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More Family Separation Spin

Last year, the Trump administration announced a “zero tolerance” border policy that resulted in children being separated from their parents who were detained for entering the U.S. illegally. Yet President Donald Trump recently claimed that “President Obama separated the children. …  I’m the one that stopped it.”

The suggestion that there was a similar policy under Obama is false. Trump “stopped” his own policy after a public backlash to the family separations. 

The Trump administration policy, announced in April 2018, required the Department of Homeland Security to refer all adults who illegally entered the U.S. for criminal prosecution. That resulted in children being separated from their parents, who entered the federal court system and were placed in detention centers for adults only.

Immigration experts told us that previous administrations did not have a blanket policy to prosecute parents and separate them from their children.

We first wrote about the Trump administration policy when the president falsely claimed, “We have to break up families” because of “bad laws that the Democrats gave us.” We wrote about it again when administration officials started defending the policy by making the misleading argument that Obama and President George W. Bush did the same.

Trump has now twisted the facts again by referring to an executive order he signed that halted the separations caused by his own administration’s border policies, not Obama’s.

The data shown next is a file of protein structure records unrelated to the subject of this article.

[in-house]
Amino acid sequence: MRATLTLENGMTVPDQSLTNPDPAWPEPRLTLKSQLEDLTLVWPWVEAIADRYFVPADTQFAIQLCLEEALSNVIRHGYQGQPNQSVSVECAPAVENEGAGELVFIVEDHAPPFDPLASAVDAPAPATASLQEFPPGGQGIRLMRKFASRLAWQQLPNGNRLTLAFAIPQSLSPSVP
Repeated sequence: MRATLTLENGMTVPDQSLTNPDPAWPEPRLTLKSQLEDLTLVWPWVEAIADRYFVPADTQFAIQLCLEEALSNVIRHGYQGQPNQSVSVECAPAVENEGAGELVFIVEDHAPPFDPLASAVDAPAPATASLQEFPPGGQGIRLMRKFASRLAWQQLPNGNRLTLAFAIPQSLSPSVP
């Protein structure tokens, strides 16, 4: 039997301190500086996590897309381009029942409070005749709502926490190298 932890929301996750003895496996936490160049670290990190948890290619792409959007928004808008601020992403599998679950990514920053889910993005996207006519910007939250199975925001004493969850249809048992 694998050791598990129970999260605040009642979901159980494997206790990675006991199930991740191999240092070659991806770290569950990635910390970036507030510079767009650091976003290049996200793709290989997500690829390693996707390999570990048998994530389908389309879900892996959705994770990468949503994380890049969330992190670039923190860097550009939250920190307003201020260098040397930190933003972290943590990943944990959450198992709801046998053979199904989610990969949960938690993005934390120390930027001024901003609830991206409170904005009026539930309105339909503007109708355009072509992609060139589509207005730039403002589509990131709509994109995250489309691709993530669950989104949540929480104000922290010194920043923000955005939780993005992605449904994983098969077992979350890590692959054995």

He made his most recent claim at the White House before a meeting with Egyptian President Abdel Fattah el-Sisi. A reporter asked Trump if he was again “considering child separations” to deter illegal immigration, and Trump said that it was Obama who “had child separation” and that Trump “was the one that changed it.”

Reporter, April 9: Are you considering child separations, sir? Can you rule that out, Mr. President? You wouldn’t start separating the children again, would you, Mr. President?

Trump: Obama separated the children, by the way.

Reporter: Would you consider doing it again?

Trump: Just so you understand, President Obama separated the children. Those cages that were shown — I think they were very inappropriate — they were built by President Obama’s administration, not by Trump. President Obama had child separation. Take a look. The press knows it. You know it. We all know it. I didn’t have — I’m the one that stopped it. President Obama had child separation.

Now, I’ll tell you something: Once you don’t have it, that’s why you see many more people coming. They’re coming like it’s a picnic because “let’s go to Disneyland.” President Obama separated children. They had child separation. I was the one that changed it.

But immigration experts told us last year that family separations under Trump’s most recent predecessors did not occur on the same scale as they did under Trump.

“Bush and Obama did not have policies that resulted in the mass separation of parents and children like we’re seeing under the current administration,” Sarah Pierce, a policy analyst with the Migration Policy Institute, told us for an article published last June.

She said child separations under previous administrations were done in “really limited circumstances” such as suspicion of trafficking or other fraud.

We also interviewed Theresa Cardinal Brown, director of immigration and cross-border policy at the Bipartisan Policy Center, who made a similar point.

She and her co-author, Tim O’Shea, wrote a piece for the Bipartisan Policy Center that explained why families were being separated at the border under Trump.